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Coach's analysis: Ducks 'playing to their DNA' against Predators

Former Blues coach Davis Payne raves about battle between Anaheim forward Ryan Kesler, Nashville center Ryan Johansen

by Lisa Dillman @reallisa / NHL.com Staff Writer

NHL Tonight: Ducks' keys to win

Breaking down the Kesler-Johansen matchup

The crew talks about Ryan Kesler and Ryan Johansen's matchup, as well as other keys to victory for the Ducks

  • 05:18 •

For additional insight into the Western Conference Final between the Anaheim Ducks and the Nashville Predators, NHL.com has enlisted the help of Davis Payne to break down the action. Payne will be checking in throughout the series.

Payne, 46, was coach of the St. Louis Blues from 2010-2011. The Blues were 67-55-15 under Payne.

He joined the Los Angeles Kings as an assistant on the staff of Darryl Sutter in the summer of 2012 and was with the Kings until this past April. He was on their coaching staff during their Stanley Cup championship run in 2014.

 

ANAHEIM -- Former St. Louis Blues coach Davis Payne thought the Anaheim Ducks did a much better job "playing to their DNA" in Game 2 of the Western Conference Final against the Nashville Predators on Sunday.

The best-of-7 series is tied 1-1 after the Ducks defeated the Predators 5-3 at Honda Center. The series shifts to Nashville for Game 3 on Tuesday (8 p.m. ET; NBCSN, CBC, SN, TVA Sports).

"Everybody got their feet moving," Payne said. "It wasn't just one guy at the puck or on the puck working, it was guys away from the puck. They're a good forechecking team and they need continue to play toward that DNA."

Payne, who spent five seasons as an assistant coach with the Los Angeles Kings, has had a closer vantage point than most in terms of evaluating the progress of Ducks rookie forward Ondrej Kase, who scored his first Stanley Cup Playoff goal on Sunday.

Kase played 53 regular-season games for the Ducks and had 15 points (five goals, 10 assists). His third game in the NHL was last November against the Kings, and he played three more times against them.

"We saw that playing against him, the moment doesn't bother him," Payne said. "He's not concerned about the where or with who. He's just concerned about playing it hard, playing it right and playing it with speed.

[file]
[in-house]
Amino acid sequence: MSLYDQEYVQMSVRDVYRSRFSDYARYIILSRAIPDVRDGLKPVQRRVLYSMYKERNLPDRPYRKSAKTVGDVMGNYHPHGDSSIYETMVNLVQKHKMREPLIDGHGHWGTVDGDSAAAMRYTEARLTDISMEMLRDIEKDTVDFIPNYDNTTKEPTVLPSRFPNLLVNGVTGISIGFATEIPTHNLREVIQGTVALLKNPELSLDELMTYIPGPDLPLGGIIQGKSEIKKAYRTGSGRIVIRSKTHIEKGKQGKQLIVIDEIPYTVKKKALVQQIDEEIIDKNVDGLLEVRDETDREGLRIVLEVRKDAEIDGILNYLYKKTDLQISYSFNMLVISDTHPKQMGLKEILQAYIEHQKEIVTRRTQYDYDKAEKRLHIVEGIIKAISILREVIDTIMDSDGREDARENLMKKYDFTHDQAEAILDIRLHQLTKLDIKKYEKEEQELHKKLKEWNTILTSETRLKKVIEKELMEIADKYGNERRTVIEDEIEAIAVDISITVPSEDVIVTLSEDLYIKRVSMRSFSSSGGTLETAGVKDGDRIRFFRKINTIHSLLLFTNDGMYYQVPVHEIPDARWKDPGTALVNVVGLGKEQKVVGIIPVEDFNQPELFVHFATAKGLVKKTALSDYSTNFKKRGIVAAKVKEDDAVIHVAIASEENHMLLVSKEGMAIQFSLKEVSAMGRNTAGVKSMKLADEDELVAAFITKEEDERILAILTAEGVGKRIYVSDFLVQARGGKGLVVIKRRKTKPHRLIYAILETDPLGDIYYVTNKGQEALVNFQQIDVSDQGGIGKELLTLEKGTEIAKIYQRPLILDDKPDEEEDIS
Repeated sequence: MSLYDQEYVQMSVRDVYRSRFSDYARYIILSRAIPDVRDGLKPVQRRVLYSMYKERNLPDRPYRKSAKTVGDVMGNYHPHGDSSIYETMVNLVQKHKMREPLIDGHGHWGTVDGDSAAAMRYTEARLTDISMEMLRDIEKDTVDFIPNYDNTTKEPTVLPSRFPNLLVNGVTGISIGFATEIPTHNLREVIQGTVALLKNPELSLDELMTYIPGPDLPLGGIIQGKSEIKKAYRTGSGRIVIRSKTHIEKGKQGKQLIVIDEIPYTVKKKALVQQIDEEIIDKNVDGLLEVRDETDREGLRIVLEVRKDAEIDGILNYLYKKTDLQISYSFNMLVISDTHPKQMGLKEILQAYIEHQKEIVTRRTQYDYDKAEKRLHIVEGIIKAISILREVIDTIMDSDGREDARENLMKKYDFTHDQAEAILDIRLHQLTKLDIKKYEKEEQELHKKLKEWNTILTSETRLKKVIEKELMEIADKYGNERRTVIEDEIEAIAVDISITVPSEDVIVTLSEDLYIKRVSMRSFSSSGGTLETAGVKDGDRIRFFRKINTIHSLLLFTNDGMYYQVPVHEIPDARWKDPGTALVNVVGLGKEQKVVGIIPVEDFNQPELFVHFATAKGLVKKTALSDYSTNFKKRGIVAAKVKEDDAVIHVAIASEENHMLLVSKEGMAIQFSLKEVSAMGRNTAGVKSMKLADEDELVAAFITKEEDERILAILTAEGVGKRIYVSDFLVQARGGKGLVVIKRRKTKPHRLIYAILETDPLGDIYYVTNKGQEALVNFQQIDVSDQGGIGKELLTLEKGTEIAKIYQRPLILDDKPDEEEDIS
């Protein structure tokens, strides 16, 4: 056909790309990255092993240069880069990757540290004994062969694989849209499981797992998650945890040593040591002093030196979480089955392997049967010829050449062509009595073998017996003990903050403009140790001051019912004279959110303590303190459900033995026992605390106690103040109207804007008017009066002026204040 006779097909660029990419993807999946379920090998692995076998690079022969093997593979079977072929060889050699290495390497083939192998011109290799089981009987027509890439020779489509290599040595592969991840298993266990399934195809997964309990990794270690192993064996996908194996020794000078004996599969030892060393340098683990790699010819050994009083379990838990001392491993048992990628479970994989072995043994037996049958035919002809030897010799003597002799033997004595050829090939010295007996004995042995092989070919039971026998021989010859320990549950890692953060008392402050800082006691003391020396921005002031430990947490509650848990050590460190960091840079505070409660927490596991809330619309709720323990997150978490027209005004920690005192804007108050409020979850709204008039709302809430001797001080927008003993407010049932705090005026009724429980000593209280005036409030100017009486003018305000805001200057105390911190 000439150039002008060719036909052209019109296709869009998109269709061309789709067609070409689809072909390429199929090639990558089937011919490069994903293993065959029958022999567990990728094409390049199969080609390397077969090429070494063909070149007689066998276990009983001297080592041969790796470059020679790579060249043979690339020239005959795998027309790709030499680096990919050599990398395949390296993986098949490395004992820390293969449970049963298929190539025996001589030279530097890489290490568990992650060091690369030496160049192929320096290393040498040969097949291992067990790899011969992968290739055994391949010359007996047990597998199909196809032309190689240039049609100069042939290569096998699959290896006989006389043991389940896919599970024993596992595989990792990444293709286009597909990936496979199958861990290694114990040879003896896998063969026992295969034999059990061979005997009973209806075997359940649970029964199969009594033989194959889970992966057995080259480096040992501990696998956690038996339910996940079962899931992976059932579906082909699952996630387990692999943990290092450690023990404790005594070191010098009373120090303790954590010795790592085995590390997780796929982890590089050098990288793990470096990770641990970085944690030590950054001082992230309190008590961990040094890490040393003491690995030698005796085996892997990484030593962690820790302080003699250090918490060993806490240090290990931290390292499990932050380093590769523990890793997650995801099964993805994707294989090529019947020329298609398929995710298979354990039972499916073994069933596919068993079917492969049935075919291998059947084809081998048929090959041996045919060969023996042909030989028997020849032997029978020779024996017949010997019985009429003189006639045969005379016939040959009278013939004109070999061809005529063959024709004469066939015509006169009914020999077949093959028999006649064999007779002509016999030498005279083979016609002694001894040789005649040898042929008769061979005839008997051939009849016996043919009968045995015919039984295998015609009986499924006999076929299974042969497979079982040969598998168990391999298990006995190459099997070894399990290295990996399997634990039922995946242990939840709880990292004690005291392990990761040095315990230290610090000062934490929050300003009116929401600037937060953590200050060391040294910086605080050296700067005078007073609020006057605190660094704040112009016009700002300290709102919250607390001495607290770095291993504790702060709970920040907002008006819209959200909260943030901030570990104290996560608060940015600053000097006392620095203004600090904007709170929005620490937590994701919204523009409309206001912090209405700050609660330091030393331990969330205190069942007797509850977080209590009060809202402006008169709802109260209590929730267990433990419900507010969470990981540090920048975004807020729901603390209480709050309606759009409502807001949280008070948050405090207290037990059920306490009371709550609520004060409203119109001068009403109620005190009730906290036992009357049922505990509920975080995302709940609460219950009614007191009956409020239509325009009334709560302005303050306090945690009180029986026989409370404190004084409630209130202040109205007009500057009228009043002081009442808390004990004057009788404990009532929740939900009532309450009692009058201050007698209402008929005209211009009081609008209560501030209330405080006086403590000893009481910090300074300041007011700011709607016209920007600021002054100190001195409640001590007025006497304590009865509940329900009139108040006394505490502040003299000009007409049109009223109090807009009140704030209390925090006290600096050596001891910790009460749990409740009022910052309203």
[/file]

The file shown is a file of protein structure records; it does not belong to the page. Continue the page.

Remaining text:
"He plays his game and he doesn't change just because he's playing with (Ryan) Getzlaf. That's what players have to do when you're coming into the League. You're in the League because of what you do. If you think you're going to come into the League and change what you do, you're going to have a tough time."

Video: NSH@ANA, Gm2: Kase nets a rebound to tie the game

Ducks coach Randy Carlyle continued with his astute in-game adjustments, moving Kase up to the first line with Getzlaf and Nick Ritchie in the second period. Kase and Ritchie scored in the second.

Payne appreciated Kase's consistency.

"He's maintained his style of play regardless of the line he's on," Payne said. "If he's playing with (Nate) Thompson or with Getzlaf, he's playing the same game."

Not only did Carlyle juggle his lines effectively, his sense of timing was also sharp.

"I thought Randy did a great job managing the energy on his bench," Payne said. "He recognized guys that were going, the right times to get them out there and pushed the game back to the way Anaheim needs it to be played."

Then there was the game within a game: the battle between Ducks center Ryan Kesler and Predators center Ryan Johansen, who has been a handful for Anaheim in the first two games. But Johansen lashed out at Kesler after Game 2 in his postgame interview.

"It's a [heck] of a matchup," Payne said. "You've got two guys that are trying to win a series.

"You look at the Getzlaf-(Mike) Fisher matchup, the same thing is going on there. It just doesn't have a lot of the gamesmanship, if you will. Johansen is probably bringing more attention than he wants … he needs to handle it like he did by playing physical. If he wants to get into the war of words, I think he's feeding Kesler's energy. It'll be interesting to see how it plays out once they get to Nashville. The home energy is different. That emotional matchup is an important one. Johansen has found a way to produce.

"As much as some people want to play games, it is about playing the game. It's two good centermen trying to push each other off their game."

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